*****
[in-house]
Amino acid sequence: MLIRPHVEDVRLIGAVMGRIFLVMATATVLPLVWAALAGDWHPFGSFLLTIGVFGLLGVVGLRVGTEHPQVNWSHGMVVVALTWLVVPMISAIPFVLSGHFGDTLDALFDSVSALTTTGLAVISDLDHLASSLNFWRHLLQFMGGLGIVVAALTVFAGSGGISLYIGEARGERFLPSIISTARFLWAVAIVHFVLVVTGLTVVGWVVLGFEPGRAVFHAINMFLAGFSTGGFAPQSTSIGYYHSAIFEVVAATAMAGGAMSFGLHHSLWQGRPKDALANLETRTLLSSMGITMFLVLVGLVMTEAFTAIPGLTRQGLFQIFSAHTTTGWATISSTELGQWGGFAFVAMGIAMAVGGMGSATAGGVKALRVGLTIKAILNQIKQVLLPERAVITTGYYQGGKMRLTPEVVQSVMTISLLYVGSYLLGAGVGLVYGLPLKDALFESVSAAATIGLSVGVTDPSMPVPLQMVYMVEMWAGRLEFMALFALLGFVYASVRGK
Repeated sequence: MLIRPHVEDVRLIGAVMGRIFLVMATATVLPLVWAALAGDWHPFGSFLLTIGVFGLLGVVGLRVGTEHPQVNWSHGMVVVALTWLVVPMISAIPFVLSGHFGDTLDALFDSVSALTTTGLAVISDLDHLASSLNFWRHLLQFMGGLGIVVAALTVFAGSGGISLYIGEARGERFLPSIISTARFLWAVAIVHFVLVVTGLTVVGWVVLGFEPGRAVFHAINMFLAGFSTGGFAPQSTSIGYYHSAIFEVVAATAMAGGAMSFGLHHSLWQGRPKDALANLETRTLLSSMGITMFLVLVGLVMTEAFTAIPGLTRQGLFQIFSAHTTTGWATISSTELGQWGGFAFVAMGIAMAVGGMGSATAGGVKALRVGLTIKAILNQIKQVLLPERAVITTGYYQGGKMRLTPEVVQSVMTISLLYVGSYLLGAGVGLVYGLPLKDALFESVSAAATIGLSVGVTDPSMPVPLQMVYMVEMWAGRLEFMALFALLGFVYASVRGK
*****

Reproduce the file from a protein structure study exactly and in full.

[in-house]
Amino acid sequence: MLIRPHVEDVRLIGAVMGRIFLVMATATVLPLVWAALAGDWHPFGSFLLTIGVFGLLGVVGLRVGTEHPQVNWSHGMVVVALTWLVVPMISAIPFVLSGHFGDTLDALFDSVSALTTTGLAVISDLDHLASSLNFWRHLLQFMGGLGIVVAALTVFAGSGGISLYIGEARGERFLPSIISTARFLWAVAIVHFVLVVTGLTVVGWVVLGFEPGRAVFHAINMFLAGFSTGGFAPQSTSIGYYHSAIFEVVAATAMAGGAMSFGLHHSLWQGRPKDALANLETRTLLSSMGITMFLVLVGLVMTEAFTAIPGLTRQGLFQIFSAHTTTGWATISSTELGQWGGFAFVAMGIAMAVGGMGSATAGGVKALRVGLTIKAILNQIKQVLLPERAVITTGYYQGGKMRLTPEVVQSVMTISLLYVGSYLLGAGVGLVYGLPLKDALFESVSAAATIGLSVGVTDPSMPVPLQMVYMVEMWAGRLEFMALFALLGFVYASVRGK
Repeated sequence: MLIRPHVEDVRLIGAVMGRIFLVMATATVLPLVWAALAGDWHPFGSFLLTIGVFGLLGVVGLRVGTEHPQVNWSHGMVVVALTWLVVPMISAIPFVLSGHFGDTLDALFDSVSALTTTGLAVISDLDHLASSLNFWRHLLQFMGGLGIVVAALTVFAGSGGISLYIGEARGERFLPSIISTARFLWAVAIVHFVLVVTGLTVVGWVVLGFEPGRAVFHAINMFLAGFSTGGFAPQSTSIGYYHSAIFEVVAATAMAGGAMSFGLHHSLWQGRPKDALANLETRTLLSSMGITMFLVLVGLVMTEAFTAIPGLTRQGLFQIFSAHTTTGWATISSTELGQWGGFAFVAMGIAMAVGGMGSATAGGVKALRVGLTIKAILNQIKQVLLPERAVITTGYYQGGKMRLTPEVVQSVMTISLLYVGSYLLGAGVGLVYGLPLKDALFESVSAAATIGLSVGVTDPSMPVPLQMVYMVEMWAGRLEFMALFALLGFVYASVRGK